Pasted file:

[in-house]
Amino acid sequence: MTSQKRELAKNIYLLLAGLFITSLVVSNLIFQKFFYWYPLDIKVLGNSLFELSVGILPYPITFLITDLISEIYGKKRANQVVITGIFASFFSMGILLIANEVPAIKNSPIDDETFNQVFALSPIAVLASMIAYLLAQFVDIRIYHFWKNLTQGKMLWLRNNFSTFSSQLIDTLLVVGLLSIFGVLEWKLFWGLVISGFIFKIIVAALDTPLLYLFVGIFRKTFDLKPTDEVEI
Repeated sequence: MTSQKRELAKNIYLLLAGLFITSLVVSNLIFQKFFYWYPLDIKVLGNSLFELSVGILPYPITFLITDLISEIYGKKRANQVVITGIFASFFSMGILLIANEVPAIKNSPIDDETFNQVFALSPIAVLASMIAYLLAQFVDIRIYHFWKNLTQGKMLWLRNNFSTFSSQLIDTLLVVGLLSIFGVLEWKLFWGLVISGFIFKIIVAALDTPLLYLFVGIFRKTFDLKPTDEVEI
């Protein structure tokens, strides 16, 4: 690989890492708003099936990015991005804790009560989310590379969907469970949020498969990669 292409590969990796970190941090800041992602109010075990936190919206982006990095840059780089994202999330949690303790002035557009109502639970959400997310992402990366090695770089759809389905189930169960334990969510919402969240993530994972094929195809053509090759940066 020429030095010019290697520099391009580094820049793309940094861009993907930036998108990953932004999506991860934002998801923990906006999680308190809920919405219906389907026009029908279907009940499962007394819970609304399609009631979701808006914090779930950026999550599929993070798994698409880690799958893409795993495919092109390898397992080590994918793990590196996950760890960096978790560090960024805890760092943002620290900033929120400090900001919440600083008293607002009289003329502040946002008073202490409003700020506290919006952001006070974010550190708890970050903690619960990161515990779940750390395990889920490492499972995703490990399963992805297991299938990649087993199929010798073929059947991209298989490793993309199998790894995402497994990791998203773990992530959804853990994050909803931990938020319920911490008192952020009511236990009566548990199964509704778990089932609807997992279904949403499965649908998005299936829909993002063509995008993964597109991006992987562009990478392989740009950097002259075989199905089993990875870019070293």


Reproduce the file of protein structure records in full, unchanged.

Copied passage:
[in-house]
Amino acid sequence: MTSQKRELAKNIYLLLAGLFITSLVVSNLIFQKFFYWYPLDIKVLGNSLFELSVGILPYPITFLITDLISEIYGKKRANQVVITGIFASFFSMGILLIANEVPAIKNSPIDDETFNQVFALSPIAVLASMIAYLLAQFVDIRIYHFWKNLTQGKMLWLRNNFSTFSSQLIDTLLVVGLLSIFGVLEWKLFWGLVISGFIFKIIVAALDTPLLYLFVGIFRKTFDLKPTDEVEI
Repeated sequence: MTSQKRELAKNIYLLLAGLFITSLVVSNLIFQKFFYWYPLDIKVLGNSLFELSVGILPYPITFLITDLISEIYGKKRANQVVITGIFASFFSMGILLIANEVPAIKNSPIDDETFNQVFALSPIAVLASMIAYLLAQFVDIRIYHFWKNLTQGKMLWLRNNFSTFSSQLIDTLLVVGLLSIFGVLEWKLFWGLVISGFIFKIIVAALDTPLLYLFVGIFRKTFDLKPTDEVEI
């Protein structure tokens, strides 16, 4: 690989890492708003099936990015991005804790009560989310590379969907469970949020498969990669 292409590969990796970190941090800041992602109010075990936190919206982006990095840059780089994202999330949690303790002035557009109502639970959400997310992402990366090695770089759809389905189930169960334990969510919402969240993530994972094929195809053509090759940066 020429030095010019290697520099391009580094820049793309940094861009993907930036998108990953932004999506991860934002998801923990906006999680308190809920919405219906389907026009029908279907009940499962007394819970609304399609009631979701808006914090779930950026999550599929993070798994698409880690799958893409795993495919092109390898397992080590994918793990590196996950760890960096978790560090960024805890760092943002620290900033929120400090900001919440600083008293607002009289003329502040946002008073202490409003700020506290919006952001006070974010550190708890970050903690619960990161515990779940750390395990889920490492499972995703490990399963992805297991299938990649087993199929010798073929059947991209298989490793993309199998790894995402497994990791998203773990992530959804853990994050909803931990938020319920911490008192952020009511236990009566548990199964509704778990089932609807997992279904949403499965649908998005299936829909993002063509995008993964597109991006992987562009990478392989740009950097002259075989199905089993990875870019070293």